Songs for My Funeral

I was riding down the road the other day when Third Day’s version of “Blessed Assurance” came on.  This song is by no means new to me.  It’s one of those old hymns that they used to sing way too slowly in the church where I was raised.  On already-dreary days, it could sound like something onerous—like a burden we bear rather than a blessing we enjoy.  But this past Sunday afternoon in the passenger seat of our car, my rambling, inconsequential thoughts skidded to a stop, hydroplaning on my tears, as I heard the words again after several years.  (Thankfully, my husband was driving and it was sunny, so nothing actually happened to the car.)  The kids looked a little scared, and the husband kept glancing from the road to my face.  Words locked up in my throat every time I tried to explain until I finally eked out, “I want this sung . . . at my funeral.”  (This one and “How Great Thou Art,” which is my favorite hymn of all time but rather difficult to sing.  I’ll tell you about that song another time.)

Thank you, Fanny Crosby, for listening to the Holy Spirit and narrating your relationship with Jesus in song!  Here is the story, although, from what I’ve read, some of the details are debatable.

Just look at a few of the lines from this hymn:

Blessed assurance, Jesus is mine! Oh, what a foretaste of glory divine!

Our experience of unity with Jesus is just a hint of what Heaven will be like.  We are tasting glory when we pray, when we praise, when we produce His work.  (Sorry, I couldn’t resist a bit of alliteration there.)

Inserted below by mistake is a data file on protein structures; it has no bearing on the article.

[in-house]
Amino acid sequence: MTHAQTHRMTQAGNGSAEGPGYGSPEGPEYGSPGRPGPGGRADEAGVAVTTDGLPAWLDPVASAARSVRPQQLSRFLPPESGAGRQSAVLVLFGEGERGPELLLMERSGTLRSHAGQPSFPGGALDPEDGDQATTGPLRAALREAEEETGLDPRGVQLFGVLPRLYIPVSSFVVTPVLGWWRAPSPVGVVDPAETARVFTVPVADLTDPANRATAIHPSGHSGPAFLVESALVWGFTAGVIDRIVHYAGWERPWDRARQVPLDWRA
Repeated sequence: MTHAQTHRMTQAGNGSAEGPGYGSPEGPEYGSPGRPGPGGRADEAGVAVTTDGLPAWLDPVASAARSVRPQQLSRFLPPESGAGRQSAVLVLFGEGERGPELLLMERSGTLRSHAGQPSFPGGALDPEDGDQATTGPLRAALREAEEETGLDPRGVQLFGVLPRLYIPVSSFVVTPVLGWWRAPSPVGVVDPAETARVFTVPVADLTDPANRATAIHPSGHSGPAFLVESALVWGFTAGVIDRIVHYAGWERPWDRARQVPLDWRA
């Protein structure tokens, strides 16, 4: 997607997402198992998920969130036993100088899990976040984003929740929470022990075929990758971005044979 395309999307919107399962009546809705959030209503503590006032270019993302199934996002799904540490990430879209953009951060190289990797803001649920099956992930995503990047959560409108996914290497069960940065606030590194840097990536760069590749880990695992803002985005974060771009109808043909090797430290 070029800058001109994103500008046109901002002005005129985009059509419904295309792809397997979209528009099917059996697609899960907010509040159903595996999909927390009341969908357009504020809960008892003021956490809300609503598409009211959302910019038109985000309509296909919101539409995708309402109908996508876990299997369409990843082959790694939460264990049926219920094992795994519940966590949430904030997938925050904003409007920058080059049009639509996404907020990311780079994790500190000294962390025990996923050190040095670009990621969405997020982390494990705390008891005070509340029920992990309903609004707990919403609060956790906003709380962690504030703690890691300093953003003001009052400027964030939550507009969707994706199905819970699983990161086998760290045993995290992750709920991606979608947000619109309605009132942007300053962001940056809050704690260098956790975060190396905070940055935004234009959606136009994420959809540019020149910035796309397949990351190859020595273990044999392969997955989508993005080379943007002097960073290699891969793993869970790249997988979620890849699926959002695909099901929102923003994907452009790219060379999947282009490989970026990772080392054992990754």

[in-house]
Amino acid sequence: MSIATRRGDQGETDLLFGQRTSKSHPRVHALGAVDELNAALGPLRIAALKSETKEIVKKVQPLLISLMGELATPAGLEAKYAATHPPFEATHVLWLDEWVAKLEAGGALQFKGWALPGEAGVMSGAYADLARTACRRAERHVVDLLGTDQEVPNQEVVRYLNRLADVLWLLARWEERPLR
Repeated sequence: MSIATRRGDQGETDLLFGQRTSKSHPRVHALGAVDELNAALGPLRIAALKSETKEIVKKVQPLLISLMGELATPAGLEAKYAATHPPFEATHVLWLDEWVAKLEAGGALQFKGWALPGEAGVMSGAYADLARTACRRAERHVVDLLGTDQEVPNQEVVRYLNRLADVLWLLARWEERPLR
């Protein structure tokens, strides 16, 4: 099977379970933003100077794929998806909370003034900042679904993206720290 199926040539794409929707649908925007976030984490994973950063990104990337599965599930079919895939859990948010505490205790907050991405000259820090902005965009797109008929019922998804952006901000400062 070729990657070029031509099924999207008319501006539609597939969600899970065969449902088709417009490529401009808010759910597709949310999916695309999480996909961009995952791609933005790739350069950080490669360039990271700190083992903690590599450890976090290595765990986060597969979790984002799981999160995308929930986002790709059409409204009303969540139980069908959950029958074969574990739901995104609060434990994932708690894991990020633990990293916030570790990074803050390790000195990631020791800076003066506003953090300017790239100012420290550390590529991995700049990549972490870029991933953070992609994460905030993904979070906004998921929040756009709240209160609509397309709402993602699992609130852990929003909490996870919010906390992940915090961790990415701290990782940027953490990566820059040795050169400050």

Heir of salvation, purchase of God . . .

On earth, the blessings of inheritance follow the death of the father.  Descendants are usually still in mourning when the will is read.  As adopted children of the One and Only God who cannot and will not die, we get the inheritance without the grief.  Even while we enjoy all the blessings (i.e. the inheritance), we remain in God’s presence.  Have you ever thought of that before now?  I hadn’t.

Perfect submission, all is at rest, I in my Savior am happy and blest . . .

Rest, happiness and blessing all spring from submission.  Crosby actually begins two of the three verses with “perfect submission.”  It’s important.  First, submit; then, know rest.  There is really no rest apart from submission because there is too much stress when you try to be in control of your own life.

Watching and waiting, looking above . . .

It’s that expectant waiting that I wrote about previously.  We can rest and be still while watching and looking because we have a special kind of assurance.  Remember Hebrews 11:1?  Now faith is confidence in what we hope for and assurance about what we do not see.

Filled with His goodness, lost in His love.

Internally, I’m overflowing with Christ-like goodness.  Externally, I inhabit a landscape of love so vast that I am lost in it.  It’s inescapable, but I don’t care; I want to stay here.  Like that movie, The Maze, but the opposite.  Everything is good inside, and no one wants to leave once they’ve experienced it.  (Disclaimer:  I didn’t actually see the movie—just watched a preview.)

This is my story, this is my song, Praising my Savior all the day long.

Oh Father, let these words be the true and final version of my life:  that I praised Jesus all day, every day! 

And that is why you will hear this song at my funeral . . . not that I plan on dying any time soon.


3 thoughts on “Songs for My Funeral

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